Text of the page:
LONDON - From ketchup to hot drinks, family-run investment firms are shaking up the consumer deals market, squeezing out private equity players and forcing them to change strategy.
BEIJING/HONG KONG - China reiterated its opposition on Thursday to a European Union plan to limit airline carbon dioxide emissions and called for talks to resolve the issue a day after its major airlines refused to pay any carbon costs under the new law.
LSE and TMX start long Canadian merger approval process
TORONTO (Reuters) - The London and Toronto stock exchanges started the clock ticking on Friday for the months-long Canadian government review of a $3 billion tie-up that has already polarized public opinion.
Nearly three months after announcing the deal, to opposition from some banks, politicians and companies, the London Stock Exchange (LSE.L) and TMX Group (X.TO) said they filed an application for review under the Investment Canada Act and had talked with provincial securities regulators.
"Filing with the regulators is a good sign," said Renee Colyer, chief executive of global markets research consulting firm Forefactor.
"They're hoping for the best, they believe in what they're doing, they believe it's good for Canada, it's good for London."
The London Stock Exchange bid on February 9 for the TMX Group, Canada's largest stock exchange operator and one of the largest concentrations of mining equity in the world, but had not yet filed for approval for regulators.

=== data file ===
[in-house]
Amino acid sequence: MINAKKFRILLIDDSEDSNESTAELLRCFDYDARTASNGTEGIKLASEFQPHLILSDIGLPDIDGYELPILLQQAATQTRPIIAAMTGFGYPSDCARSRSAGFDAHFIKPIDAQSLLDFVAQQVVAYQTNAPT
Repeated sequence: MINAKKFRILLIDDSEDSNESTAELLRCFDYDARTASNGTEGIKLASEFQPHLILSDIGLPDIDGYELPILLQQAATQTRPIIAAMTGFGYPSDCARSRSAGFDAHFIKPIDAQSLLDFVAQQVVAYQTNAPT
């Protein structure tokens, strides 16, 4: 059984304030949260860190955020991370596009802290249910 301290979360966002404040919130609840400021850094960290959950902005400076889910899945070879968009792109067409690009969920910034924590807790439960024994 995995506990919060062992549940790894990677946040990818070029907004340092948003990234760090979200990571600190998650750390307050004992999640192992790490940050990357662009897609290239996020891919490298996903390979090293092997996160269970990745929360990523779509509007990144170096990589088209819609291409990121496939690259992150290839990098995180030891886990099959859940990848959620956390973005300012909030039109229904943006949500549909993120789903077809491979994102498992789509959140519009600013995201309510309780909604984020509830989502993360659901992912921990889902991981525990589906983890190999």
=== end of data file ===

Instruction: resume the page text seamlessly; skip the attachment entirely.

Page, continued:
Proponents say the deal will help Canadian capital markets, while detractors say it will hand control to London.
A panel of legislators in Ontario -- home to many TMX Group assets -- issued a nonbinding report on April 19 that included tough recommendations for the takeover to be approved.
"This report, as well as other feedback received during the regulatory review process, will receive full consideration during the course of the approval process with the various authorities," the TMX and LSE said in a joint statement.
Under the Investment Canada Act, a foreign investor must prove its deal would be a net benefit to Canada.
Canada's Industry Minister will have 45 days to decide, and can extend that review period by an additional 30 days or longer. The government can ask for undertakings regarding the transaction at any point during the review.
The deal would create a transatlantic exchange and powerhouse in mining and resource equity. It also requires the approval of the Ontario Securities Commission -- which has veto power -- and several other provincial regulators.
TMX Group owns the Toronto Stock Exchange, the TSX Venture Exchange for small-cap companies and the Montreal Exchange, Canada's main derivatives bourse.
A combined entity with the LSE would create a $7 billion exchange doing $4 trillion in annual trading.
The London offer is one of a number of proposed global exchange tie-ups. Two bidders are courting the NYSE Euronext (NYX.N), while Australia last month rejected an offer for its main exchange from Singapore.
Canada has rejected two foreign takeover offers since the Investment Canada Act was enacted in 1985.
The Conservatives, leading in opinion polls ahead of Canada's May 2 federal election, have not indicated how they would respond to the deal. But Jack Layton, leader of the second-placed NDP told Reuters on Thursday that he saw too many downsides to approve the bid.
"We worry that Canadian business trying to access capital might have greater difficulty. As much as one might want to pretend that nothing will change, we find that hard to believe," he said in an interview.
"We think the current structure makes the most sense for Canada, so someone would have to do a lot of persuading."
(Reporting by Pav Jordan; editing by Janet Guttsman)
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